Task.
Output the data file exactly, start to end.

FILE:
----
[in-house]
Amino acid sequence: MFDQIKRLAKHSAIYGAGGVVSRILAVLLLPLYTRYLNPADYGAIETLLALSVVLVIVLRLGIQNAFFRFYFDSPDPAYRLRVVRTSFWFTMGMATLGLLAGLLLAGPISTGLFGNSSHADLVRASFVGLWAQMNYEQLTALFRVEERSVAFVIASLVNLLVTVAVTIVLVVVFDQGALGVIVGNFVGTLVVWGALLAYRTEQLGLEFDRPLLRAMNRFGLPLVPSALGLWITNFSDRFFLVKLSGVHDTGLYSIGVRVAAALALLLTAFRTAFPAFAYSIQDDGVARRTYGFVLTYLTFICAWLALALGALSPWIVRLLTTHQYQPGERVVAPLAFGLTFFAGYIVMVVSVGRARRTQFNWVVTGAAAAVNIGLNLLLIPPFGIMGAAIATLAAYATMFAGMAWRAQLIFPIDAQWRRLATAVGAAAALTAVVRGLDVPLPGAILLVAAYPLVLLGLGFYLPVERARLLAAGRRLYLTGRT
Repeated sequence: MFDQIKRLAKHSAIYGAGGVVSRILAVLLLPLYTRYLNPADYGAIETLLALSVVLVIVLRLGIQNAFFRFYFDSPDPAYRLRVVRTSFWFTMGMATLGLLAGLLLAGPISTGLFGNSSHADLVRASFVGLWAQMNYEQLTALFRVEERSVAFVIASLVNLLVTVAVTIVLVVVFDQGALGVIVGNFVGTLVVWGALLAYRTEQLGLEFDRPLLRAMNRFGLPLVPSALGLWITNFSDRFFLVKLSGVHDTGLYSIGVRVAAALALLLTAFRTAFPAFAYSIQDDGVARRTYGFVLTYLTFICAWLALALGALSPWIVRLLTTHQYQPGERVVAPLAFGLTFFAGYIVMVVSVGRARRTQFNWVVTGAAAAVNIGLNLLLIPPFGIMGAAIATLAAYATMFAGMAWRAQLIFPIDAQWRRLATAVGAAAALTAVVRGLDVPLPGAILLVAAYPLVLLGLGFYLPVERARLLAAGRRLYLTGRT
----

[in-house]
Amino acid sequence: MFDQIKRLAKHSAIYGAGGVVSRILAVLLLPLYTRYLNPADYGAIETLLALSVVLVIVLRLGIQNAFFRFYFDSPDPAYRLRVVRTSFWFTMGMATLGLLAGLLLAGPISTGLFGNSSHADLVRASFVGLWAQMNYEQLTALFRVEERSVAFVIASLVNLLVTVAVTIVLVVVFDQGALGVIVGNFVGTLVVWGALLAYRTEQLGLEFDRPLLRAMNRFGLPLVPSALGLWITNFSDRFFLVKLSGVHDTGLYSIGVRVAAALALLLTAFRTAFPAFAYSIQDDGVARRTYGFVLTYLTFICAWLALALGALSPWIVRLLTTHQYQPGERVVAPLAFGLTFFAGYIVMVVSVGRARRTQFNWVVTGAAAAVNIGLNLLLIPPFGIMGAAIATLAAYATMFAGMAWRAQLIFPIDAQWRRLATAVGAAAALTAVVRGLDVPLPGAILLVAAYPLVLLGLGFYLPVERARLLAAGRRLYLTGRT
Repeated sequence: MFDQIKRLAKHSAIYGAGGVVSRILAVLLLPLYTRYLNPADYGAIETLLALSVVLVIVLRLGIQNAFFRFYFDSPDPAYRLRVVRTSFWFTMGMATLGLLAGLLLAGPISTGLFGNSSHADLVRASFVGLWAQMNYEQLTALFRVEERSVAFVIASLVNLLVTVAVTIVLVVVFDQGALGVIVGNFVGTLVVWGALLAYRTEQLGLEFDRPLLRAMNRFGLPLVPSALGLWITNFSDRFFLVKLSGVHDTGLYSIGVRVAAALALLLTAFRTAFPAFAYSIQDDGVARRTYGFVLTYLTFICAWLALALGALSPWIVRLLTTHQYQPGERVVAPLAFGLTFFAGYIVMVVSVGRARRTQFNWVVTGAAAAVNIGLNLLLIPPFGIMGAAIATLAAYATMFAGMAWRAQLIFPIDAQWRRLATAVGAAAALTAVVRGLDVPLPGAILLVAAYPLVLLGLGFYLPVERARLLAAGRRLYLTGRT